"Prescription drug abuse, misuse and opiod/heroin overdose deaths represent a public health crisis across the U.S. and in the city of Martinsville and Henry County," said Dr. Jody Hershey, director of the West Piedmont Health District.
Opiods are prescription painkillers, such as hydrocodone (for example, Vicodin); oxycodone (for example, OxyContin); oxymorphone (for example, Opana); methadone (especially when prescribed for pain), according to the U.S. Centers for Disease Control.
Hershey made his comments above, and some in a related article, when asked by the Bulletin his reactions to U.S. Sen. Tim Kaine’s recently introduced legislation to, as a Kaine new release explains, help prevent opiod overdose deaths by encouraging physicians to co-prescribe the life-saving drug naloxone alongside opiod prescriptions and by making naloxone more widely available in federal health settings. The Co-prescribing Saves Lives Act will enable more health professionals to get naloxone – a safe and effective antidote to opiod overdoses – into the homes of people who are at-risk of overdose.
"In every corner of Virginia, the drug abuse epidemic is hurting families, challenging local law enforcement and leaving businesses without a capable workforce," Kaine said in the release. "A particularly heartbreaking aspect of this crisis is that many of the deaths from opiod and heroin overdoses could have been prevented. My bill would increase access to medication that can save someone’s life during an overdose and establish clear prescribing guidelines that will help get vital information about opiods to doctors and patients."
In 2014, more Virginians died from opiod overdoses than vehicle crashes. Nationwide, heroin and opiods account for approximately 25,000 American deaths per year. Naloxone, also known as Narcan, reversed more than 26,000 overdose cases between 1996 and 2014, the Kaine release said.
In March, Kaine introduced legislation to protect first responders, health professionals and family members who are educated in administering an opiod overdose prevention drug in an emergency situation of overdose. In August 2014, Kaine participated in a Project REVIVE training session in Lebanon, Va., where he learned how to administer naloxone to someone suffering from an overdose, the release said.
In the Senate, Kaine has helped lead efforts to combat the drug abuse epidemic, including introducing legislation to hold the U.S. Food and Drug Administration (FDA) accountable for the approval of new opiod drugs by ensuring experts’ voices are heard as new and potentially dangerous medications are considered for approval. In June, Kaine joined U.S. Sen. Tammy Baldwin to introduce legislation aimed at providing safer and more effective pain management services through the Department of Veterans’ Affairs (VA), the release said.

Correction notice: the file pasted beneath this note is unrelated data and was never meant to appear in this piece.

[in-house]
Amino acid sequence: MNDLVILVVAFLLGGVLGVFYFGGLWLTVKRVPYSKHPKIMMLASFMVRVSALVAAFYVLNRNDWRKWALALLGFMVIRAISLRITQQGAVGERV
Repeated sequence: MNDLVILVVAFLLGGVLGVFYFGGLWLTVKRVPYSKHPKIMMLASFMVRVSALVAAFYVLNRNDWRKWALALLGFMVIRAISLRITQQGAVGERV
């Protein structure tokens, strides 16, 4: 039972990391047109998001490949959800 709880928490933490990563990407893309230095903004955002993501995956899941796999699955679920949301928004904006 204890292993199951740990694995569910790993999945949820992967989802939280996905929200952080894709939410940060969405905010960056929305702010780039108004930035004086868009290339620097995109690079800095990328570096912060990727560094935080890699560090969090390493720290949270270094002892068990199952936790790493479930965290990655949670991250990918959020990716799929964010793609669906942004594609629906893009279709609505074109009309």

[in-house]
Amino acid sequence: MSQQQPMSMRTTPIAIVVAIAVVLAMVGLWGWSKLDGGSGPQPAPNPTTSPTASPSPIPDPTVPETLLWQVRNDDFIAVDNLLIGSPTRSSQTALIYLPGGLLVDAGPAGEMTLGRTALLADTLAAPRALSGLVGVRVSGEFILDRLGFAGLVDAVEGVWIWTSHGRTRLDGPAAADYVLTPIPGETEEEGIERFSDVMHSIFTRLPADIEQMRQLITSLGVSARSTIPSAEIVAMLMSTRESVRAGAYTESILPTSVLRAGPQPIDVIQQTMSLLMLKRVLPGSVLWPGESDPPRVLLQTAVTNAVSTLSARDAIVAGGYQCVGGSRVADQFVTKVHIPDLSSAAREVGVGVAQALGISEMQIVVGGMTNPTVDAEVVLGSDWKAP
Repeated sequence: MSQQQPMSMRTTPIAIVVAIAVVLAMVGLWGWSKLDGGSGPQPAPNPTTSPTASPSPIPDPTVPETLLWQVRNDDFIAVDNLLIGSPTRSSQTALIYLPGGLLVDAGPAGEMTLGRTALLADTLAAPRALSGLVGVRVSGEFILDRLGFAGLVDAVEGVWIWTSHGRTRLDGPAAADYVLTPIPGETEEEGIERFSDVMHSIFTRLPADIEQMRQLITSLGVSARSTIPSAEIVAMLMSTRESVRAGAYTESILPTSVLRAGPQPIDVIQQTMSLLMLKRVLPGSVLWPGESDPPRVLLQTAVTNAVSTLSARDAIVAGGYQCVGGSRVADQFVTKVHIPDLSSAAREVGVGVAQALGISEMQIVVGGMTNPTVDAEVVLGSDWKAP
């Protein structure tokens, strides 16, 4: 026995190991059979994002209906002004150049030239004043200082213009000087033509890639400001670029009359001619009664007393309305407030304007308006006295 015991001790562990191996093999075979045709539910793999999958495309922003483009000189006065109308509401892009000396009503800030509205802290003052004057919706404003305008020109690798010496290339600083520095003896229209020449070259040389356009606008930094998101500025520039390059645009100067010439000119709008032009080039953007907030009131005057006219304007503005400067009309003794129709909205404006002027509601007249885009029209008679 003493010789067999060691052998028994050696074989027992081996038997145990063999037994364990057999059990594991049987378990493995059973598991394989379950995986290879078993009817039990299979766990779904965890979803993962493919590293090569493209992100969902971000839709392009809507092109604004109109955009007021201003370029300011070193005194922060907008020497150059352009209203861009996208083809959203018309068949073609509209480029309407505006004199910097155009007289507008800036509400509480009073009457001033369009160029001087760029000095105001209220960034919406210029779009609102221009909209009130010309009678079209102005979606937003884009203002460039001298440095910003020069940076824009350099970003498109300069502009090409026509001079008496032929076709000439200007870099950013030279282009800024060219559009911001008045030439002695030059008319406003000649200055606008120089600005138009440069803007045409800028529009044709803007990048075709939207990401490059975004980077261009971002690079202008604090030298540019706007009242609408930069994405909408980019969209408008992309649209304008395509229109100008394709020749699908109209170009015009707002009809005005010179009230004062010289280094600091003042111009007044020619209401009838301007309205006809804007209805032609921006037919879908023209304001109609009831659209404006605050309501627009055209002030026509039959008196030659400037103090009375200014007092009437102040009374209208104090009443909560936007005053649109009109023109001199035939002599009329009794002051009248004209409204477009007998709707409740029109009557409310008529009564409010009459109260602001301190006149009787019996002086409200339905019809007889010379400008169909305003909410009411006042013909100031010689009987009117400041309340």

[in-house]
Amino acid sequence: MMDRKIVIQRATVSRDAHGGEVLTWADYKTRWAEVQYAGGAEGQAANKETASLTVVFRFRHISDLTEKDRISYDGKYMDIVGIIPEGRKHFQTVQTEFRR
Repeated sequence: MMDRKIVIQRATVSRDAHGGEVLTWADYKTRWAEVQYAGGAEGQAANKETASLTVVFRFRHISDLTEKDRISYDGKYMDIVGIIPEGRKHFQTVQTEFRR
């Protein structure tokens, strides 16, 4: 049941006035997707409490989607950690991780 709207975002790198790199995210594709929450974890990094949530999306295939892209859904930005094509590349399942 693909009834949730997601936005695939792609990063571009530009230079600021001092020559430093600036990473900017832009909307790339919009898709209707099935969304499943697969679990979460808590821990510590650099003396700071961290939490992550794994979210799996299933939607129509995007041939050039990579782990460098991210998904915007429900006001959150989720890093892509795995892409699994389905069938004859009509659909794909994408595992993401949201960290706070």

The Co-prescribing Saves Lives Act would require the secretaries of health and human services, defense and veterans affairs to establish physical education and co-prescribing guidelines for federal health settings, including Veterans Affairs and Department of Defense hospitals, Indian health service facilities and Federally-Qualified Health Centers. The bill also would authorize a program to grant state departments of health funding that would help them establish co-prescribing guidelines, purchase naloxone, and fund training for health professionals and patients, the Kaine release says.
Hershey said: "Community-based overdose education and naloxone distribution programs to increase access have demonstrated promising approaches with the potential to be scaled up and adapted to a range of settings and populations at risk for overdose from prescription opiod analgesics and heroin. They are very applicable to our communities in the city of Martinsville and Henry County."
He added: "Naloxone can be administered either through a shot or through nasal administration. Beyond its singular use in reversing overdoses, naloxone has no other effects on the body or potential for abuse. It is important to educate the public on how safe this medication is. Because naloxone is safe and easy to administer, it is an ideal component of the grassroots campaign to help people at risk of an opiate overdose. In all cases of opiod overdose, it makes intuitive sense to reduce the time it takes to administer naloxone by getting it into the hands of those best positioned to respond rapidly."
A recent study found that distributing naloxone to heroin addicts and their families could save one life for every 227 naloxone kits distributed – and one for every 36 under more optimistic calculations, Hershey said. Between 1 and 2 million Americans misuse heroin or prescription opiod drugs and could be in danger of an overdose.
"Naloxone faces obstacles such as the criminal stigmas of overdose and addiction and the difficulty of reaching active users. For some, cost is also a barrier – naloxone can run $40-$60 per dose with insurance and about $300 without insurance. In addition, some pharmacies do not stock naloxone because the demand can be relatively low," Hershey said.